Who knew something like this was even possible?
It took a genuine move of God. It was born out of consistent conviction and the grace-filled persuasion of the Holy Spirit.
What in the world of my life am I talking about? I’ll try to explain even though I’m still in shock about it.
Throughout my adult life, I have struggled to exercise consistent discipline over the quantity and quality of my food choices. As a matter of biblical fact, I have sinned against my body and soul through gluttony and poor nutrition.
I also confess that this has not been due to ignorance. Most of my poor habits have been practiced by placing my mind in neutral. With indifference, I found it easy to silence the voice of reason with another cookie or some other sugar-filled treat.
It’s all my fault. However, I will share this observation. Popular American culture and too much of American Church culture has made this way too acceptable. We’ve normalized poor nutrition and minimalized the need for physical exercise.
About seven weeks ago, it happened. There was a giant in my life. It was threatening my life and influencing my daily decisions. I had just completed preaching preparation for a Sunday morning message on David and Goliath, and its profound symbolism.
This time was different. All of my usual excuses were gone like a freight train. And to top it all off, God set me up by having my spouse in full support.
In an epiphany like experience, I looked at Lisa that Sunday night and said, “Well, I guess I know what my giant is.” Within a few minutes, the mutual challenge was on. We agreed that for the next 30 days we would eat as close as we possibly could to a whole food plant-based plan.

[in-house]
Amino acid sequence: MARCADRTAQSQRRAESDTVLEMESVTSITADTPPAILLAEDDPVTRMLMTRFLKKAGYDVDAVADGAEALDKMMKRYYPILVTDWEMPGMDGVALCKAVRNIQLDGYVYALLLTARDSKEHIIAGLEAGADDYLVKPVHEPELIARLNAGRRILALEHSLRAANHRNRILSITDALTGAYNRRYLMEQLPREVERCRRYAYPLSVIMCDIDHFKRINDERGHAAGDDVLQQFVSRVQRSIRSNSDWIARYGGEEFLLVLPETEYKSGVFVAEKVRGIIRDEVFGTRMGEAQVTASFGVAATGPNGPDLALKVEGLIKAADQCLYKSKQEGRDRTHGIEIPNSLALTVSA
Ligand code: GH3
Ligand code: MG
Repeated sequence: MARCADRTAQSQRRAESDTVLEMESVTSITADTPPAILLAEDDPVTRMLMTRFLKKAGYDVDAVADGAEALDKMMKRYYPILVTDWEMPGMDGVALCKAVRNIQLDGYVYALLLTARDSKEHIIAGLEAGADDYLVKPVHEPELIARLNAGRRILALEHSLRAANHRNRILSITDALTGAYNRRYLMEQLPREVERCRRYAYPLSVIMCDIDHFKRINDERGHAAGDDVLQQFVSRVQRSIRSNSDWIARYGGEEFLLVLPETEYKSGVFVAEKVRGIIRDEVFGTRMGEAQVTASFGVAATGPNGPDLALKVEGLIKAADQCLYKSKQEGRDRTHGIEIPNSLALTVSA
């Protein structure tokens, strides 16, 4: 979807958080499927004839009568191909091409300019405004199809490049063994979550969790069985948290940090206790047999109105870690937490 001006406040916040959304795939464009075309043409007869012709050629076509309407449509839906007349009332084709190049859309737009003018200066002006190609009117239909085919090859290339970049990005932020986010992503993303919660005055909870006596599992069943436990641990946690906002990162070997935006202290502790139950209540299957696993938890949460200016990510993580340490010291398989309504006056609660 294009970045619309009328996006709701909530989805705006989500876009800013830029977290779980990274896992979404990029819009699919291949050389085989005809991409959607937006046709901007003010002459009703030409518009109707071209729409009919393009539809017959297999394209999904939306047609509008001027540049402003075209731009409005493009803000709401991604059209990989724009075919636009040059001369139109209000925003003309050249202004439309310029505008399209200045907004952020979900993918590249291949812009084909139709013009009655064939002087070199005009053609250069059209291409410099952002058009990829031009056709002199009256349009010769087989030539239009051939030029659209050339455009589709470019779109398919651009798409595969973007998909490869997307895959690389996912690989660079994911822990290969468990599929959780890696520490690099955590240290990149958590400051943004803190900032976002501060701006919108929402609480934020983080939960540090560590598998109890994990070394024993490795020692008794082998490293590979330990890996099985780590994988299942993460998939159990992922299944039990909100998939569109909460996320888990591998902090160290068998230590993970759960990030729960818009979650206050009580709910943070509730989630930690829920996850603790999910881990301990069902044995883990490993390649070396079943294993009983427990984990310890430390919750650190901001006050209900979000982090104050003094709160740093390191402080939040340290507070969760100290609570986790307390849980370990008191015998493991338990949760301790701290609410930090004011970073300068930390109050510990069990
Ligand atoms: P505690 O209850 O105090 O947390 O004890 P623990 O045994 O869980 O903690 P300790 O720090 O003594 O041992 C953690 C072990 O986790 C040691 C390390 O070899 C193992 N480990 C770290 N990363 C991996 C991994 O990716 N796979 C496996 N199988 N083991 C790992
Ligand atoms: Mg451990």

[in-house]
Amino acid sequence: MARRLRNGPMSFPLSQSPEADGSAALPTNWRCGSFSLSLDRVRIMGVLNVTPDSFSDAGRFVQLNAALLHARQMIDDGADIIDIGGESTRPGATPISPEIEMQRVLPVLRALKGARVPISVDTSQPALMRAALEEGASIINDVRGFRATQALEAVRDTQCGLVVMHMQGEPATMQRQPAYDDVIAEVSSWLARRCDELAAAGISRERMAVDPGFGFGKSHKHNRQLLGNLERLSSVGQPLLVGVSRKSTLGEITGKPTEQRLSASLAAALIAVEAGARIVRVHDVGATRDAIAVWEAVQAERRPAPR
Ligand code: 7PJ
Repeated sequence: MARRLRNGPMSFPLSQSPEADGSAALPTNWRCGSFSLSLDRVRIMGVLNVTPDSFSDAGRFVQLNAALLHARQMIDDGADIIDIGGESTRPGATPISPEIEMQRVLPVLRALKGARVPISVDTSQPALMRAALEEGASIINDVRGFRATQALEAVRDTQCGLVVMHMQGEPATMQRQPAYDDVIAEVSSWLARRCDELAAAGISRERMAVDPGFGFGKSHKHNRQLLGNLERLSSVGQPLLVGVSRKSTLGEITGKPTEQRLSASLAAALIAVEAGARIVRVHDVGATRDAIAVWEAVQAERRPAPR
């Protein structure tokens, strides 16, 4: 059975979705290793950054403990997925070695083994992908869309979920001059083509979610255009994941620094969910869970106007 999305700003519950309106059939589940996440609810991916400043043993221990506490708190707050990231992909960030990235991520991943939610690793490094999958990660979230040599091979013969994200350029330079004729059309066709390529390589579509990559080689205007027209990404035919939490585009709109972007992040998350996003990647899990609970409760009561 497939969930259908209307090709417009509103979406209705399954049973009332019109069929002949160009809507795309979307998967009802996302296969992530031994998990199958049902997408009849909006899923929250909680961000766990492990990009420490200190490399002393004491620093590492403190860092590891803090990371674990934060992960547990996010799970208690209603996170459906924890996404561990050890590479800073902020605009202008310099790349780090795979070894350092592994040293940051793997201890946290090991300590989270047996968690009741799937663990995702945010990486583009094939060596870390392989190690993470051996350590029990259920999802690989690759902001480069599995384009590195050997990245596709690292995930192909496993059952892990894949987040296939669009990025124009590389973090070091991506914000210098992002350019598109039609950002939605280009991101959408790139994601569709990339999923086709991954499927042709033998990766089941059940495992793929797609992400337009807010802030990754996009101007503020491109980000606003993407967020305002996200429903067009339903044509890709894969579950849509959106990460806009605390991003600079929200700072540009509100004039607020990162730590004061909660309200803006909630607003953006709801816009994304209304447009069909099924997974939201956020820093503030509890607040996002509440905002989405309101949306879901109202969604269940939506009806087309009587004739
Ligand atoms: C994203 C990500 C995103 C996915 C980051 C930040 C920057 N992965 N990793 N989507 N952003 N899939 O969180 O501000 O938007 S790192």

It’s become crystal clear. I was addicted to white sugar, along with other unpronounceable chemicals and preservatives. Toward the end of the first week of abstaining, I experienced withdrawal symptoms with my body in full resistance. But I’m in remission, and I can see clearly now.
We have recently passed the thirty-day mark. That’s over 30 days of eating natural and wholesome foods. We’ve enjoyed so many good vegetables, fresh fruits, nuts, whole grains, and sprouted grain bread (Ezekiel). We’ve done our best to not eat any meats, animal products, dairy, white sugar added products, and other sweetened foods.
This is a big deal for me because I’m an original picky eater. I dislike most green foods like lettuce, cabbage, and the assortment of leafy grass items described as greens. My green foods of choice are green beans, cooked bell pepper, dill pickles, and fried okra.
The benefits are daily. I have consistent energy throughout my day without those post-meal sluggish periods. My mental clarity is sharper with much less of the fog that sometimes haunted my mind. Emotionally speaking, I’ve been more even keel with fewer bouts of stress-induced worry and anxiety.
We’ve both lost a little weight too. I needed to do that anyway. That means my clothes are fitting better. In essence, I feel more whole than I have in a long time. I even believe that spoken ministry is easier than it was before this challenge.
Will we ever go back to eating those other foods again? Even though they have lost their addictive control, we will probably consume them again in moderation. In moderation and for special occasions, we have no beef with slaying the fatted calf or taking the little piggie to the market for some fresh bacon.
My goal is to finish well. At the end of my life, I don’t want to be known as the pastor with an obsession of cookies or the preacher who couldn’t eat enough bacon. I want to have an eternal impact for Jesus’ sake. I’d rather leave behind a legacy that highlights my passion for God’s Word, a love for others, and a family that continues in this path.
Have I provoked your curiosity? Do you have questions or concerns? I’ll be glad to discuss them. Rest assured, I have nothing to sell you.